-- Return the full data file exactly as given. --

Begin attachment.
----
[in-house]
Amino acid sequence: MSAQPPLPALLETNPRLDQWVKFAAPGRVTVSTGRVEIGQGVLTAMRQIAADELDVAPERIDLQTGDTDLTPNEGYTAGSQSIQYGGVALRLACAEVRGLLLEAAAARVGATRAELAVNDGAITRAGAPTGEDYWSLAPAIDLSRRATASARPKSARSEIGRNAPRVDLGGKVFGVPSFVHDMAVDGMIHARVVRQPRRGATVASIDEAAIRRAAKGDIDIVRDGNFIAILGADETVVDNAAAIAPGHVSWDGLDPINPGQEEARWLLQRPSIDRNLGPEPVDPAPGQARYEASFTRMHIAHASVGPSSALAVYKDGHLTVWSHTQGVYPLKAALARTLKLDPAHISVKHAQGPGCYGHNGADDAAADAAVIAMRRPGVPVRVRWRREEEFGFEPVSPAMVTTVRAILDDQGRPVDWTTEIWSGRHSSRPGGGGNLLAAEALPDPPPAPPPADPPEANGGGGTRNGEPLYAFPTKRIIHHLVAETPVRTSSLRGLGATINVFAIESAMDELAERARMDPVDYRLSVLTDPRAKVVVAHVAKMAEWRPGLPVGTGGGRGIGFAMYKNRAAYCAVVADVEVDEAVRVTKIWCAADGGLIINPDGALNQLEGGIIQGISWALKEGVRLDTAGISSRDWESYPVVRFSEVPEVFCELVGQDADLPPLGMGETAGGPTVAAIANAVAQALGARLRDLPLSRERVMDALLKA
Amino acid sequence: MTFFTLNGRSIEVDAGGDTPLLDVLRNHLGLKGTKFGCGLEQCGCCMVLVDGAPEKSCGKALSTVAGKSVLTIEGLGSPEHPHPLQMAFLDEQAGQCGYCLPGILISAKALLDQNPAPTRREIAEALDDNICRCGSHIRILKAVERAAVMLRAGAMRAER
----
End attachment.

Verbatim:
[in-house]
Amino acid sequence: MSAQPPLPALLETNPRLDQWVKFAAPGRVTVSTGRVEIGQGVLTAMRQIAADELDVAPERIDLQTGDTDLTPNEGYTAGSQSIQYGGVALRLACAEVRGLLLEAAAARVGATRAELAVNDGAITRAGAPTGEDYWSLAPAIDLSRRATASARPKSARSEIGRNAPRVDLGGKVFGVPSFVHDMAVDGMIHARVVRQPRRGATVASIDEAAIRRAAKGDIDIVRDGNFIAILGADETVVDNAAAIAPGHVSWDGLDPINPGQEEARWLLQRPSIDRNLGPEPVDPAPGQARYEASFTRMHIAHASVGPSSALAVYKDGHLTVWSHTQGVYPLKAALARTLKLDPAHISVKHAQGPGCYGHNGADDAAADAAVIAMRRPGVPVRVRWRREEEFGFEPVSPAMVTTVRAILDDQGRPVDWTTEIWSGRHSSRPGGGGNLLAAEALPDPPPAPPPADPPEANGGGGTRNGEPLYAFPTKRIIHHLVAETPVRTSSLRGLGATINVFAIESAMDELAERARMDPVDYRLSVLTDPRAKVVVAHVAKMAEWRPGLPVGTGGGRGIGFAMYKNRAAYCAVVADVEVDEAVRVTKIWCAADGGLIINPDGALNQLEGGIIQGISWALKEGVRLDTAGISSRDWESYPVVRFSEVPEVFCELVGQDADLPPLGMGETAGGPTVAAIANAVAQALGARLRDLPLSRERVMDALLKA
Amino acid sequence: MTFFTLNGRSIEVDAGGDTPLLDVLRNHLGLKGTKFGCGLEQCGCCMVLVDGAPEKSCGKALSTVAGKSVLTIEGLGSPEHPHPLQMAFLDEQAGQCGYCLPGILISAKALLDQNPAPTRREIAEALDDNICRCGSHIRILKAVERAAVMLRAGAMRAER